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Former conference center lends calming qualities to new treatment space

June 11, 2015
by Julia Brown, Associate Editor
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Beauterre Recovery Institute — Owatonna, Minnesota
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Residing on 182 acres, the former University of St. Thomas Daniel C. Gainey Conference and Center in Owatonna, Minn.—about an hour south of the Twin Cities—reopened this past January as the Beauterre Recovery Institute. Acquired by Meridian Behavioral Health in May 2014, the property consists of the Gainey home (a replica of a French Norman country house) the conference center, a classroom building referred to as The Mews, two smaller houses and stables.

Stephen Cantwell, Beauterre's director of marketing and business development, says two goals of the project were to utilize a unique space to do something that wasn’t currently being offered in the state and to improve and update the property in order to serve a specific treatment population: residential patients 18 and over, licensed professionals, and recovery patients. According to Cantwell, the team specifically looked for areas of land, homes and conference centers that provided serene landscaping. 

“We were really lucky to find what we did,” he says. “We wanted a site that would put people at ease and have that calming effect. The fact of the matter is that aesthetics matter, but not just aesthetics as in a nice home or a nice facility, but also the landscape and the grounds.”

Focus on nature
Surrounded by well-manicured prairie land and rolling hills, the treatment facility feels like it’s in the middle of a forest somewhere in Colorado even though it’s right off the highway, says Cantwell. Along with two bald eagles that live on site, the facility boards 10 horses and has equine rings and arenas that contribute to patient equine therapy. The facility’s campus also features a golf driving tee, basketball, tennis and volleyball courts, a gravel and rock-based labyrinth, horseshoe pits and a bonfire pit.

Additionally, there are walking and hiking trails throughout the campus as well as a river behind the site for fishing. Cantwell says in the wintertime, residents have gone snowshoeing and cross-country skiing. And when patients are in Beauterre’s dining space, he adds, the eagles can be seen flying down to their nest while the horses graze in the pasture. 

“Instead of it feeling like an institution or hospital, you’re in this environment that is conducive to healing,” he says. “As soon as a patient steps onto the campus, it allows them to immediately lower their defenses. This is a place where they can really find themselves and work with our staff to set them up for success moving forward.”

Beauterre was also fortunate to retain the conference center’s maintenance staff and five-star chef. “Not only do they care about the facility, but they believe in what we’re doing,” Cantwell says.

Ongoing renovations
Because it was formerly the conference retreat center, residential accommodations were already incorporated into the space, as was a warm, therapeutic setting typically desired in a treatment facility, Cantwell says. Very little had to be done to bring the building up to safety codes, he adds. However, adjustments were made to the space in order to make it more handicapped accessible.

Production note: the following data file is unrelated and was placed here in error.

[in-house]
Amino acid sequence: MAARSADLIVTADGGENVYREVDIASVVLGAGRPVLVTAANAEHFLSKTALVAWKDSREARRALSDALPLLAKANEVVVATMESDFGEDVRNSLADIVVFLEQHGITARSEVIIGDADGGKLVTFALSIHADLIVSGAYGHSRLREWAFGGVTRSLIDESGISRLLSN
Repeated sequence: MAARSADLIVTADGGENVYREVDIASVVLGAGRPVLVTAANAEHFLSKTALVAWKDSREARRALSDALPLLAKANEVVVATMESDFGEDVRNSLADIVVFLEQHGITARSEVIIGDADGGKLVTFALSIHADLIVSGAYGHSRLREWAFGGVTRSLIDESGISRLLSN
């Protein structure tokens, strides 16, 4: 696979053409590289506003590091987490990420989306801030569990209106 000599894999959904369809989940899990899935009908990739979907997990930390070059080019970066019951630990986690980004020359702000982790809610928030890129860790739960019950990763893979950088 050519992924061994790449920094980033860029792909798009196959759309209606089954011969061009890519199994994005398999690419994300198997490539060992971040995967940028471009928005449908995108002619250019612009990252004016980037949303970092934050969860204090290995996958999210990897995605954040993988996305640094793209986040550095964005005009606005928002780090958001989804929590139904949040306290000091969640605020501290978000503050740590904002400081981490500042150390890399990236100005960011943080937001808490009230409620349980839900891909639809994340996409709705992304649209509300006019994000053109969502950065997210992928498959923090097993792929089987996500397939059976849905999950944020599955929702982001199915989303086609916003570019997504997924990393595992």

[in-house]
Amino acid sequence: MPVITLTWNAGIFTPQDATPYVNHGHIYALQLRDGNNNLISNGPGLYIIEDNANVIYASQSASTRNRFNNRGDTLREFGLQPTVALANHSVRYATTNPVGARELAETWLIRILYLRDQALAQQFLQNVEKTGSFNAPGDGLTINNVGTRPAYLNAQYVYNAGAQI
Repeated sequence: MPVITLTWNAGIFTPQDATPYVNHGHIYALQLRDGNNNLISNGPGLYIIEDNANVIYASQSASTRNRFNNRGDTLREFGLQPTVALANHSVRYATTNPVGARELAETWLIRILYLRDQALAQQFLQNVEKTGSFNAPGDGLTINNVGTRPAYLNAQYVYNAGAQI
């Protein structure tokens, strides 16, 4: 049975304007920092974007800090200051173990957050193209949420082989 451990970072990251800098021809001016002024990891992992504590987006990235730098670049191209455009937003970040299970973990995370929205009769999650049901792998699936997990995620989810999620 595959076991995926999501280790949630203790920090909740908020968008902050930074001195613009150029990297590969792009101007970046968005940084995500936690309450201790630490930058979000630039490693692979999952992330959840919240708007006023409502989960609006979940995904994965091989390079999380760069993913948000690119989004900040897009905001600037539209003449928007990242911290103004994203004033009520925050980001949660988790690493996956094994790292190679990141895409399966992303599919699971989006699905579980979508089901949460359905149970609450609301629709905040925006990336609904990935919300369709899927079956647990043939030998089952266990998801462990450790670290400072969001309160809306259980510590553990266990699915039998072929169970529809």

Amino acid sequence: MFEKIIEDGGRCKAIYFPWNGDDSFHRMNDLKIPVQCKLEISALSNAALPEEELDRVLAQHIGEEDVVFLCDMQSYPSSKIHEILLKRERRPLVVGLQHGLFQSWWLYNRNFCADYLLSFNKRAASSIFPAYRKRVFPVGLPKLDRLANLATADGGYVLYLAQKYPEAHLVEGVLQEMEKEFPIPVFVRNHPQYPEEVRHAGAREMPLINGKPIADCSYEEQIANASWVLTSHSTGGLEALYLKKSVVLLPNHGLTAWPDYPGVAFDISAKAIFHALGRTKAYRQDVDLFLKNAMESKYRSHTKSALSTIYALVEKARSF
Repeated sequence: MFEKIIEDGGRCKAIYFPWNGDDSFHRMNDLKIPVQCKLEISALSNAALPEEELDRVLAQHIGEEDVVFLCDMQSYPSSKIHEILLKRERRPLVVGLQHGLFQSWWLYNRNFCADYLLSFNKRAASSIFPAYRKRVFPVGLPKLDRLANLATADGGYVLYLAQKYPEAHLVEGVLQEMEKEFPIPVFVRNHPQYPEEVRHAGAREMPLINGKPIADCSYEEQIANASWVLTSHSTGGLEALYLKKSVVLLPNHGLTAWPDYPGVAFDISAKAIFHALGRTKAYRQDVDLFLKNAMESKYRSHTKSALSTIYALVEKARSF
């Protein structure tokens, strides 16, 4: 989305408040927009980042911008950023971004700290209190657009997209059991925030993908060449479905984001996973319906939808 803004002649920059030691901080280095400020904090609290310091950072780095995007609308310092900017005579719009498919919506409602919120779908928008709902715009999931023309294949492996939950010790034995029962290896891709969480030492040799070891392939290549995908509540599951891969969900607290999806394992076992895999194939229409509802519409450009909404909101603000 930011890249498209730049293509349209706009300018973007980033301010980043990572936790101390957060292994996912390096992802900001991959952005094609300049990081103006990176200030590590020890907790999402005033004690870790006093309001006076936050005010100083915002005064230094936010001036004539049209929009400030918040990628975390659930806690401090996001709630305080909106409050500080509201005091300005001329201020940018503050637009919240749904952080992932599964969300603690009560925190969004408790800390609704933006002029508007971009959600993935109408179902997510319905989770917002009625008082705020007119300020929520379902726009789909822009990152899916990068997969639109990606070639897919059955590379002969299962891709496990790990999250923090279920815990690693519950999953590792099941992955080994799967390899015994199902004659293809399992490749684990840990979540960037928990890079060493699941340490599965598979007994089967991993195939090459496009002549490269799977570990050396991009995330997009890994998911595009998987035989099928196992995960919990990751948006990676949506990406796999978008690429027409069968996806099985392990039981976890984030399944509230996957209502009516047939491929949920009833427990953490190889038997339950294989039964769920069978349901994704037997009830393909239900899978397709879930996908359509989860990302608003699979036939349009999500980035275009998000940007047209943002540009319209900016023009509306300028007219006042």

“We had to do redo the entire ramp up to the main entrance—which in the winter months was a little bit tricky—and we also added handicap parking right by the main entrance,” Cantwell says.

The next phase of renovations on the property includes bringing the horse stables up to code and turning its Mews into an administration building; it was being used for break-out sessions and classes.

“We’re going to renovate the inside, which will allow us to do our intake and admission work right there,” says Cantwell. “Then we’ll be able to move a lot of the admission and administrative operations out of the actual Gainey home, which is up the road and more set-back and secluded.”

What this will do, he says, is add a level of privacy to the actual treatment center and make it feel more home-like with less foot traffic from administrative staff walking throughout as well as families coming in for admissions. Cantwell says that the Gainey home, which is currently being used as the administrative side of Beauterre, will be opened up to incorporate additional patient lounges as well as a space for learning areas where patients can be taught cooking skills, for example.

Data-driven approach
In addition to equine therapy, Beauterre offers health and wellness activities, acupuncture, massage therapy and yoga, as well as multiple other therapeutic modalities such as Health Realization, Motivational Interviewing, Cognitive Behavioral Therapy and Dialectical Behavior Therapy. The most important aspect of Beauterre’s treatment approach, however, is its incorporation of evidence-based, data-driven practices rather than a focus solely on 12-Step treatment.

“We’re in an industry where there has been a lot of success around a 12-Step approach, but we also know that it doesn’t work for everybody. We didn’t want to open our doors and be like everybody else or limit an individual’s access to treatment by only offering one type,” says Cantwell.

Beauterre uses an array of assessments as well as neuropsychological testing and pharmacogenetic DNA testing to tailor a personalized care plan to each patient. Additionally, any patient who relapses within 60 days of their graduation from treatment is welcomed back for a two-week stay free of charge to undergo what Beauterre calls Recovery Restoration, an intensive maintenance track that assesses patients' needs and provides personalized care.

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